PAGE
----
Geochemistry of Shallow Water Shales from the Virgin Limestone, NV, USA: Evidence for Periodic Shallow-Water Anoxia Following the Permian-Triassic Mass Extinction
Sullivan, Shawn and Woods, Adam D.
The end of the Permian (~252 My) was marked by a mass extinction that proved greater than any mass extinction of the past 600 million years, with an estimated loss of 85% of marine genera. Reconstructing environmental conditions after a mass extinction such as the Permian – Triassic event is key to understanding how and when recovery occurs following major biotic crises. The the Spathian (uppermost Lower Triassic) Virgin Limestone at Ute, NV is comprised of interbedded red and green shales and limestone beds (primarily packstones and grainstones) that are fossiliferous, often oolitic, and commonly contain anachronistic facies (i.e., fabrics and features that were common in the Precambrian). The limestone units were previously examined in detail (Woods, in press); the purpose of this study was to determine paleoenvironmental conditions in shallow water environments during the Early Triassic via geochemical analysis of interbedded shales. Twenty-five samples were analyzed using a Perkin-Elmer 7300 DV ICP-OES to measure major, minor and trace elements to reconstruct environmental conditions and the overall sedimentology of the shales. Vanadium, molybdenum, cobolt, chromium, and manganese values indicate that oxygen levels within the shale beds range from oxic to dysoxic, while low barium, copper, nickel, phosphorus, and zinc values suggest the efficient breakdown of organic matter in shallow environments. Overall, results suggest that in near shore environments, the water was mostly oxygenated but was punctuated by occasional anoxic events that were likely short-lived based on the lack of preservation of organic matter. The close juxtaposition of dysoxic to anoxic shales and anachronistic facies supports previous hypotheses that suggest unusual Lower Triassic facies and fabrics are the result of the impingement of anoxic, alkaline deep waters onto the continental shelves (Woods, in press) that likely resulted in the long, slow biotic recovery from the Permian-Triassic mass extinction that has been previously documented in the southwestern United States (e.g., Schubert and Bottjer, 1992).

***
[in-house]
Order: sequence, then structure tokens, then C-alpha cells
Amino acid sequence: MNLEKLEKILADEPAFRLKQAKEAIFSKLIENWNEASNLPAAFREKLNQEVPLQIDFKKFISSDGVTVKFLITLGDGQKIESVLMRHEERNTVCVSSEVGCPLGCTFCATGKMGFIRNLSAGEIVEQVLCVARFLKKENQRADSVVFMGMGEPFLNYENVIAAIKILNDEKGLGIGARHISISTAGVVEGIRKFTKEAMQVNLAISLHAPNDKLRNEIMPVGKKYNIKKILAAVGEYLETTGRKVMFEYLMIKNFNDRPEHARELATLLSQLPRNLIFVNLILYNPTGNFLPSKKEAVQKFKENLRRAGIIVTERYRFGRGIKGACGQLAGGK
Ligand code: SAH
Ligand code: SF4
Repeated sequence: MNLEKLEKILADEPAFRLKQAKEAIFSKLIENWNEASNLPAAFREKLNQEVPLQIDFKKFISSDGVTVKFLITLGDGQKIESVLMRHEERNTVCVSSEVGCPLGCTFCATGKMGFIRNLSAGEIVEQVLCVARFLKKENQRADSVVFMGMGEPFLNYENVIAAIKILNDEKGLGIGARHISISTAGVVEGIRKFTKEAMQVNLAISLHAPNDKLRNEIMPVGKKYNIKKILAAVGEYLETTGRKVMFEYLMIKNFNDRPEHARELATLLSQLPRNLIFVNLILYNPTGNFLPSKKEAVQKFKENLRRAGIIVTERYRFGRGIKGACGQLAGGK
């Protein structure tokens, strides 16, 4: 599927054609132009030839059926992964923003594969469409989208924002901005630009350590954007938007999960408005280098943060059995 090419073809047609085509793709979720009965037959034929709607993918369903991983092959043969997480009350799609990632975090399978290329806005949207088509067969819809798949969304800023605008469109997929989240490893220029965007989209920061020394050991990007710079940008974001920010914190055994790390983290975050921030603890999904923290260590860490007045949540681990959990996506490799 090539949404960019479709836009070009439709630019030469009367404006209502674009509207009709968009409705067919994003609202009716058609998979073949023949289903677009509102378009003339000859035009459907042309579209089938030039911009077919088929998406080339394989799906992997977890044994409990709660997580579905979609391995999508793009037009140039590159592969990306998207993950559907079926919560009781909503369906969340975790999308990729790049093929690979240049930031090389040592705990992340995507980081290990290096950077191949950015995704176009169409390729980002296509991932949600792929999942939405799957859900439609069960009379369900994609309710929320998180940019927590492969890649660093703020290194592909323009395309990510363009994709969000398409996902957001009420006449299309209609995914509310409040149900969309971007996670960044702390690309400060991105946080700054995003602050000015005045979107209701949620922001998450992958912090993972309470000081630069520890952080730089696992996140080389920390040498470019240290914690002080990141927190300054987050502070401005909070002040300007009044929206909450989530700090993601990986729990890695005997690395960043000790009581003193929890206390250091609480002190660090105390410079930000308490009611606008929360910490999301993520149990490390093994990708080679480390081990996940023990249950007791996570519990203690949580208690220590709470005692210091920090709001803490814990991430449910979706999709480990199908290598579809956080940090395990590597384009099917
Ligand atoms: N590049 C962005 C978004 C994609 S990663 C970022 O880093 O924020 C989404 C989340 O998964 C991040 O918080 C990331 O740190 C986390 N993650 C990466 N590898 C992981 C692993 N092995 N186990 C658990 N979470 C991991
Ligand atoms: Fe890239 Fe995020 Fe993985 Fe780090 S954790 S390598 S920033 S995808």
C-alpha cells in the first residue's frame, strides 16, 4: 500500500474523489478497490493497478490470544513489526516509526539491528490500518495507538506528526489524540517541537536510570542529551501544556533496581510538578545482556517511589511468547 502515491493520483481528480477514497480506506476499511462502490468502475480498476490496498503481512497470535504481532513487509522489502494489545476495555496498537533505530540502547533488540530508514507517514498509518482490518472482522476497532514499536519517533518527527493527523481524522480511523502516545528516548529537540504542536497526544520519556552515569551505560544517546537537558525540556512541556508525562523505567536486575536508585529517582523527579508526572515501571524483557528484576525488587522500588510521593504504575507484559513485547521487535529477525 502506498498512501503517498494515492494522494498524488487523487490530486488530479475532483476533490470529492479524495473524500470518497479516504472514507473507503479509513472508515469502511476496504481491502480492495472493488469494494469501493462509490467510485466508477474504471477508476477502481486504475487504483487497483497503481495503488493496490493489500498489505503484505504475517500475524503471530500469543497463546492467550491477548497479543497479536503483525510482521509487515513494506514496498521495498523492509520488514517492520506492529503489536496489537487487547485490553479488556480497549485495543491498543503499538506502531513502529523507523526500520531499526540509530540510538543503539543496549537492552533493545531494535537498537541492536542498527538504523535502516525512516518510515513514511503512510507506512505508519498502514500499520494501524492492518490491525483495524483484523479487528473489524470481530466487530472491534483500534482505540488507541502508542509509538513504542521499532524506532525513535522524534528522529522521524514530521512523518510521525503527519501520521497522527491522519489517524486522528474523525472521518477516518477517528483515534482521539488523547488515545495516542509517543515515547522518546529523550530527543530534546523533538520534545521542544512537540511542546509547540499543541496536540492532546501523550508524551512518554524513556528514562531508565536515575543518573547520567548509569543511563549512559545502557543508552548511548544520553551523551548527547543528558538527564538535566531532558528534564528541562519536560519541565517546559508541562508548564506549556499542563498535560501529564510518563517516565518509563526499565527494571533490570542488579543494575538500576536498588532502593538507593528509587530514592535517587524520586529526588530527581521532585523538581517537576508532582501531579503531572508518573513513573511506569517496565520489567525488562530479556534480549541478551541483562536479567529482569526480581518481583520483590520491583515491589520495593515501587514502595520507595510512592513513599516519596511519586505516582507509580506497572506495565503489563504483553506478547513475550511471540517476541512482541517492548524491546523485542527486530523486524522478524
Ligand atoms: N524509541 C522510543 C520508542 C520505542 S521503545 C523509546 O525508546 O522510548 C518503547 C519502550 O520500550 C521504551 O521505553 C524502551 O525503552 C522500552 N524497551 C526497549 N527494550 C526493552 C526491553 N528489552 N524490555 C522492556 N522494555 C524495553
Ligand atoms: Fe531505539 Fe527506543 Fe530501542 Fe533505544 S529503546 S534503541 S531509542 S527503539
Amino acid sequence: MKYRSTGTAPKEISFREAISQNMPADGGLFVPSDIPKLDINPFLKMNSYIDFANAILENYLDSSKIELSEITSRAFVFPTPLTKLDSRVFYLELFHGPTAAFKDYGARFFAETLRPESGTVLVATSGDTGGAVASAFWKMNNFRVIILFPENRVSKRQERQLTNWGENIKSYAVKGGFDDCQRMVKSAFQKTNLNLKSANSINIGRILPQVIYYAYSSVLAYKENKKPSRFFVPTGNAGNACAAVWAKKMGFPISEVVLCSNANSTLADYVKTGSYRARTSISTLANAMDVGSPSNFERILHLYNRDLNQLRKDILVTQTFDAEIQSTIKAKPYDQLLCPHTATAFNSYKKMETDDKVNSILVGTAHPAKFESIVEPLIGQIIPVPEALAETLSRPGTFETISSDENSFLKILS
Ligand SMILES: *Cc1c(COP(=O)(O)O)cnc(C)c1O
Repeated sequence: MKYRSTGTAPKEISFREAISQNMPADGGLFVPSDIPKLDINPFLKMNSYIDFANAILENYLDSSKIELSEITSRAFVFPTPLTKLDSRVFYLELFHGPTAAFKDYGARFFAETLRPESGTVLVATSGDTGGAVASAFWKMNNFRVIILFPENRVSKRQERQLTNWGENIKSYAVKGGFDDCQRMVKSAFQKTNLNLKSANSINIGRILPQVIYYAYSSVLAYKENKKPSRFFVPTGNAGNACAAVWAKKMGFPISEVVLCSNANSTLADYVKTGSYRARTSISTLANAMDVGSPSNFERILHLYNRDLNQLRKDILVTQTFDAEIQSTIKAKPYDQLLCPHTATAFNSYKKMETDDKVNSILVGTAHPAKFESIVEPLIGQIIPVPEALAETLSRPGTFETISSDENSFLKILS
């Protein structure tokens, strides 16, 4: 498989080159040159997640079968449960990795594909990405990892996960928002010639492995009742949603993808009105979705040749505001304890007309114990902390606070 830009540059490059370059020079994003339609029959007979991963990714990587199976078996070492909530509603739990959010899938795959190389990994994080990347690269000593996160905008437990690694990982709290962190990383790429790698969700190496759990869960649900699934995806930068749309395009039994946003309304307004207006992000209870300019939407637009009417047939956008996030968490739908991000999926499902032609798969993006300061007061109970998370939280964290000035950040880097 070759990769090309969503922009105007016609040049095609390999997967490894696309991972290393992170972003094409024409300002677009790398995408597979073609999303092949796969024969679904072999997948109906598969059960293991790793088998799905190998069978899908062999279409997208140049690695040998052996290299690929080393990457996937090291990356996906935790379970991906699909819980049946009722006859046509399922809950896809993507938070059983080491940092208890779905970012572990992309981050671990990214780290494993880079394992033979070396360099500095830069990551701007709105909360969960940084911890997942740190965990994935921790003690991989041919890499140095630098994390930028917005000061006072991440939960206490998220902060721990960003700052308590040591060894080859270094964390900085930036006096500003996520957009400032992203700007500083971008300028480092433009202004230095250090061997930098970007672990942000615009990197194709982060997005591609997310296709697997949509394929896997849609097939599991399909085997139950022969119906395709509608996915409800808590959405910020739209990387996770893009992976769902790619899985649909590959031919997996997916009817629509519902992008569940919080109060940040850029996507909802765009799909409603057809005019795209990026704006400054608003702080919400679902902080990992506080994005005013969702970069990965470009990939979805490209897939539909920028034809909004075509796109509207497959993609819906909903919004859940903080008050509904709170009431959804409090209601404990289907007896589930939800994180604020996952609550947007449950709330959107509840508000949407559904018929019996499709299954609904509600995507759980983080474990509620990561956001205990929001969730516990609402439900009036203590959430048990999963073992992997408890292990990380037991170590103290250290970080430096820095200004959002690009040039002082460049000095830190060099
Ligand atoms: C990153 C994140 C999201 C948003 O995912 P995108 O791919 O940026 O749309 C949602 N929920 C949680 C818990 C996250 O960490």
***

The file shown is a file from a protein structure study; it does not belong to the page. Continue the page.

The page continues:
AAPG Search and Discovery Article #90162©2013 Pacific Section AAPG, SPE and SEPM Joint Technical Conference, Monterey, California, April 19-25, 2013